Our daughter has moved into a converted flat. When I viewed the place
with her I noticed there was polystyrene behind the wallpaper. The
"builder" showing us round said:
"Obviously thats there since we've cured the damp".
Three weeks down the line the damp is anything but cured, their view
is "Its condenstation", which reads like damp to me.
Surely if a wall is damp the last thing you do is seal it in with
something impermeable? If the damp was cured then why slap polystyrene
Could be a cold wall encouraging the condensation to form, so putting
polystyrene is an attempt to insulate the surface from the cold wall,
and reduce condensation forming on it?
It does depend whether the it really is damp or condensation though.
Extractor fans in bathrooms, window open while cooking in kitchen,
ventilation overnight in bedrooms etc all help reduce condensation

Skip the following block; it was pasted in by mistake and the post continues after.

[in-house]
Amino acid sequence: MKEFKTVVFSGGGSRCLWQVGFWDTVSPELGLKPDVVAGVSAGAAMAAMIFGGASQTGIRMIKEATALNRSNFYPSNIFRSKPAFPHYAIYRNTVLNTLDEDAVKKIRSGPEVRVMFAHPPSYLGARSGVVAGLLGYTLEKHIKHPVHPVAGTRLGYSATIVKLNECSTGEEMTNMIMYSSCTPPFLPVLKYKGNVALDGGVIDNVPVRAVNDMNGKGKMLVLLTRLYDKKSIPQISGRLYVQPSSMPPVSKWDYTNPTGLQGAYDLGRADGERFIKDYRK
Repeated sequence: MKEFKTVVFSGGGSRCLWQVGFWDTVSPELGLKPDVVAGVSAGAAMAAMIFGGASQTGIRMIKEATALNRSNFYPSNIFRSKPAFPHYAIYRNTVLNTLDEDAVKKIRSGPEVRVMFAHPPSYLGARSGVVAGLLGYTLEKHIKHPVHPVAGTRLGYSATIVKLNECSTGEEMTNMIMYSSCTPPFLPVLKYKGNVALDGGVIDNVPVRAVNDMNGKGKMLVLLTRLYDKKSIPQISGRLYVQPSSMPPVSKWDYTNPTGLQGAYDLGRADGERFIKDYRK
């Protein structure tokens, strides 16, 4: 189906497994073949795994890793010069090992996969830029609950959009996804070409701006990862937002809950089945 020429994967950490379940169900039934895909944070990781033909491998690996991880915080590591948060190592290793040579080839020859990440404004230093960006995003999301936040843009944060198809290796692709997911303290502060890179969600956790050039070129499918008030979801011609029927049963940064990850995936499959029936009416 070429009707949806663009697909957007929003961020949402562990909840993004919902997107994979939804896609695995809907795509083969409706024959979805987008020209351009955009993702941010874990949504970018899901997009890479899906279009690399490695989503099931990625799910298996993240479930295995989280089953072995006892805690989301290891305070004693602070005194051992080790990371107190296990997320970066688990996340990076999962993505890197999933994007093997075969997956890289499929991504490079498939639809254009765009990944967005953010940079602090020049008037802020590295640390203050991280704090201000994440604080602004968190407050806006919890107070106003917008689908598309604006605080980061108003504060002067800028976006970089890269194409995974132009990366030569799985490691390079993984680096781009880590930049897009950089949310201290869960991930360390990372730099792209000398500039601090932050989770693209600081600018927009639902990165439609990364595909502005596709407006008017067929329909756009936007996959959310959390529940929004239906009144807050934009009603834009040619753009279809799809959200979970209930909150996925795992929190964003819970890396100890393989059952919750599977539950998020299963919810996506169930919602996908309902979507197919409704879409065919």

problems. Keeping the place shut up tight can lead to very bad
condensation problems cos the damp air doesn't dissipate before the next
load is generated, and just builds up further and further. Damp needs
the root cause finding and rectifying.
firstname.lastname@example.org (BJ) wrote in message
IMO it's not a totally unreasonable thing to do if the problem is
genuinely condensation - what it does is reduce the temperature
gradient between the moisture-laden air and a cold surface (if that's
what you've got). Improving the air circulation would be a better
However, if you've got genuine 'damp' whether penetrating or rising
(whether or not that exists!) then you're right - polystyrene sheeting
or tiles are nothing more than camouflage.
The windows don't need to be wide open, just open a fraction all day if
This weather would actually be good time to try it, we've got dry
northerly winds forecast for several days, which should stop existing
condensation and help dry out the structure of the building.
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